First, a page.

OpenGTS sources in Eclipse

The OpenGTS section you are currently reading (OpenGTS menu from top to this point) has gone through compilation, deployment and configuration without touching the Java Source Code. In order to combine the OpenGTS sources with the ROAF sources both need to be available in an Development Environment in order to trace stacks.

In the OpenGTS documentation you can find one approach to install the sources similar to the original OpenGTS installation (OpenGTS_Eclipse.pdf: How to Use Eclipse with OpenGTS written by P. Bucolo). This document is instructing to apply the ant process from inside Eclipse.

The documentation you are currently reading considers ant as a deployment and Eclipse as a development tool in different environmentsSince every developer has his own way to handle source code these pages are meant to provide an orientation for OpenGTS development. In team development it is obligatory to use a central code depository of a versioning system. The following is simply describing how to install dedicated source packages for personal studies and modifications. From there on every developer should be able to apply versioning and set up team development.


As pointed out at several OpenGTS pages on this site: This site is (currently) describing how to dig into the OpenGTS code. It is a prerequisite that you have installed OpenGTS and published the track.war in Tomcat on your developer machine (as described in OpenGTS_Config.pdf) before installing the Eclipse IDE. In other words the checkInstall skript should be executable at all times to verify the correct installation of the OpenGTS components:

Environment variable paths (canonical):
  GTS_HOME               ==> C:\prox\OpenGTS_2.4.1
  GTS_CONF               ==> C:\prox\OpenGTS_2.4.1\default.conf
  JAVA_HOME              ==> C:\prox\Java\jdk1.6.0_32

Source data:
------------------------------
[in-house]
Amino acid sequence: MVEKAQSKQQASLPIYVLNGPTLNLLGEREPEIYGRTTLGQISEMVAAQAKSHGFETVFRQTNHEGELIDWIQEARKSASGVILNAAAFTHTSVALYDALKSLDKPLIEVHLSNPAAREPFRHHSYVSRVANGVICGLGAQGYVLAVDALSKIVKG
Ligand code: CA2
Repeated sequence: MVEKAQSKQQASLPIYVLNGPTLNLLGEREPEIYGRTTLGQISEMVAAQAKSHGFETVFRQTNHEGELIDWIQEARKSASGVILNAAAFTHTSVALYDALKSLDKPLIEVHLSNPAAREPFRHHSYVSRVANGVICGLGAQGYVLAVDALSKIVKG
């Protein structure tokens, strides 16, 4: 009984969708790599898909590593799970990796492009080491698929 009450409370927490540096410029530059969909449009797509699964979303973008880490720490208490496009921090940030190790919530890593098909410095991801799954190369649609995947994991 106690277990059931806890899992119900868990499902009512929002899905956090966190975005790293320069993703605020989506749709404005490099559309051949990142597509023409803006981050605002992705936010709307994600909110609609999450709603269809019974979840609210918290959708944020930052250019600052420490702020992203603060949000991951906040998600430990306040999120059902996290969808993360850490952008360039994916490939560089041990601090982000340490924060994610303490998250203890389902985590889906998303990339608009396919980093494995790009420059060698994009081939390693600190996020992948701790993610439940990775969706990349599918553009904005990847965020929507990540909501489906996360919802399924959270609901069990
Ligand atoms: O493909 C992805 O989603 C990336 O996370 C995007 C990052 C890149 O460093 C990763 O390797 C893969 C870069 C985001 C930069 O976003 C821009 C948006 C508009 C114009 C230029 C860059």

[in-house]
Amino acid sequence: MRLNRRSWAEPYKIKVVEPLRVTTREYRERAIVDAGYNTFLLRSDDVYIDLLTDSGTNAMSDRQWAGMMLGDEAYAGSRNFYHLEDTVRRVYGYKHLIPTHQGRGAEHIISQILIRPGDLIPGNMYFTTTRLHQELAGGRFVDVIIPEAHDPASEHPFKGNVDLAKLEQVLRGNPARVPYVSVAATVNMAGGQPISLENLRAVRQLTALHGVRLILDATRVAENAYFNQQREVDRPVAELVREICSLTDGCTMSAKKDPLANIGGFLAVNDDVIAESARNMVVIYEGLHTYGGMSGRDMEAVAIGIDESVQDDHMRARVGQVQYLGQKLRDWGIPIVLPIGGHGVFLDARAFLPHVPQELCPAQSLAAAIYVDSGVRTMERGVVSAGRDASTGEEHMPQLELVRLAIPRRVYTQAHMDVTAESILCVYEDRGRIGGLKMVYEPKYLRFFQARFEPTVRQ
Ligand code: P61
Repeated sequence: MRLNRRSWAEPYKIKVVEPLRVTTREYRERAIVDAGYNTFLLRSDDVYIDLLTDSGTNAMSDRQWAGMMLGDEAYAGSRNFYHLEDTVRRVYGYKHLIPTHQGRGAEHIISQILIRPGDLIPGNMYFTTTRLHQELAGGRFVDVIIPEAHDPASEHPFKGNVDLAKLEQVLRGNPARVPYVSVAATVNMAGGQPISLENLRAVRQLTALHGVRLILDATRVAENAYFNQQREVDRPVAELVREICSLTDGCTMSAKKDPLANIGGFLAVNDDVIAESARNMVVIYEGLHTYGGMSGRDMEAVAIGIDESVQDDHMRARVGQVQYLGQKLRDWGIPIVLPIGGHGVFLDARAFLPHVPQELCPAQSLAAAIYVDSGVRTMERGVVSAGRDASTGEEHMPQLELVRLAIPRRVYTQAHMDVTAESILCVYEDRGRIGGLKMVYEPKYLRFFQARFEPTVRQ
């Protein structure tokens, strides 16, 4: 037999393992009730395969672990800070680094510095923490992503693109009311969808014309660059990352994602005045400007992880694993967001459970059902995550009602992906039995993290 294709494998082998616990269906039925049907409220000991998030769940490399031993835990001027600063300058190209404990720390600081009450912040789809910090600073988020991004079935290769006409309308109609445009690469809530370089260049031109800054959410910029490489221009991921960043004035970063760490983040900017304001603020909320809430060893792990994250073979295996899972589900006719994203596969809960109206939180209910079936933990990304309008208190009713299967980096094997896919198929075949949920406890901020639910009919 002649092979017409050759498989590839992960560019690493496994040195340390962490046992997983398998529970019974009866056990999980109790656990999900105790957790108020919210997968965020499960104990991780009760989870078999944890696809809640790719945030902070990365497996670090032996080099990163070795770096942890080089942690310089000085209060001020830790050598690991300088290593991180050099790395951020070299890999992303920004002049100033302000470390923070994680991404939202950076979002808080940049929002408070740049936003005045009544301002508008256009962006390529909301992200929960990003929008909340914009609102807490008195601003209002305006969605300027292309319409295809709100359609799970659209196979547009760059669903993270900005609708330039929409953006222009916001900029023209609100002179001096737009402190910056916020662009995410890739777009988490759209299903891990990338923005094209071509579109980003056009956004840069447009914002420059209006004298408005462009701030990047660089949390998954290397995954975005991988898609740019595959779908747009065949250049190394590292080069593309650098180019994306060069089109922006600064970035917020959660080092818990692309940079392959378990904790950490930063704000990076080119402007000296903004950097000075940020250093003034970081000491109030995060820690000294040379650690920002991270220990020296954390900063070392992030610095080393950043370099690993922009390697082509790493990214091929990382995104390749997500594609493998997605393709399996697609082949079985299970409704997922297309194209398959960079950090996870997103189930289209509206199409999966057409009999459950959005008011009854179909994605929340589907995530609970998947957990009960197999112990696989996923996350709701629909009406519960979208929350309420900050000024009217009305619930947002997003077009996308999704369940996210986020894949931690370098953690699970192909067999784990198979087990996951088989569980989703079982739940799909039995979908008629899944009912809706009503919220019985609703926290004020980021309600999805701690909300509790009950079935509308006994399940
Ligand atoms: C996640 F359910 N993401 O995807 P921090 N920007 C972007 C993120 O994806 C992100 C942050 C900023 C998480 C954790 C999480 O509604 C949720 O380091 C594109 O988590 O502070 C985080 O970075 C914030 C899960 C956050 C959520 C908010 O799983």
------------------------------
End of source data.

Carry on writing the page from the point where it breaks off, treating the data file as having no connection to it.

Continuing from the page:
ANT_HOME               ==> C:\prox\apache-ant-1.8.3
  CATALINA_HOME          ==> C:\prox\apache-tomcat-7.0.27
Extended library Jar files: 'java.ext.dirs'
  (Ext dir)              ==> C:\prox\Java\jdk1.6.0_32\jre\lib\ext
  mail.jar               ==> Found 'mail.jar'
  mysql-connector-java-* ==> Found 'mysql-connector-java-5.1.20-bin.jar'
Runtime Configuration:
  (Default cfg dir)      ==> C:\prox\OpenGTS_2.4.1
  (Default cfg file)     ==> C:\prox\OpenGTS_2.4.1\default.conf
  (WebApp cfg file)      ==> C:\prox\OpenGTS_2.4.1\webapp.conf
  log.dir                ==> C:\prox\OpenGTS_2.4.1\logs
  db.sql.provider        ==> mysql            ==> localhost
  db.sql.dbname          ==> gts
  db.sql.user            ==> gts
  db.sql.utf8            ==> true
  db.sql.url             ==> jdbc:mysql://localhost:3306/
  (XML file)             ==> C:\prox\OpenGTS_2.4.1\reports.xml
  (XML file)             ==> C:\prox\OpenGTS_2.4.1\private.xml
  (Class)                ==>
No errors reported
No warnings reported

Besides a Java Compiler with JavaMail, the Tomcat Container, a MySQL database engine with a JDBC driver you should also test the track.war frontend with an installed 'gts' user and database with an account, (user, ) device and some event data. Actually it is advised to create an OpenGTS sql dump (for example with the MySQL workbench) at an early stage. This dump can replace the database initialization described in OpenGTS_Config.pdf - the next time you want to set up a new installation.

Although ant is part of the Eclipse installation it will not be executed from Eclipse and you should make sure that the ant all process can be launched utilizing the environment variables listed above. The GTS_HOME can be perceived as the code base of the original code. The IDE will be used to 'check out' (copy) this code to be analyzed and modified. After modification it is up to you to merge the code back to GTS_HOME/src (and other directories) and run the ant all deployment.

After running checkInstall (on the original build.xml or buildLite.xml) with

No errors reported
No warnings reported

 you are ready to goto the next page to install Eclipse.


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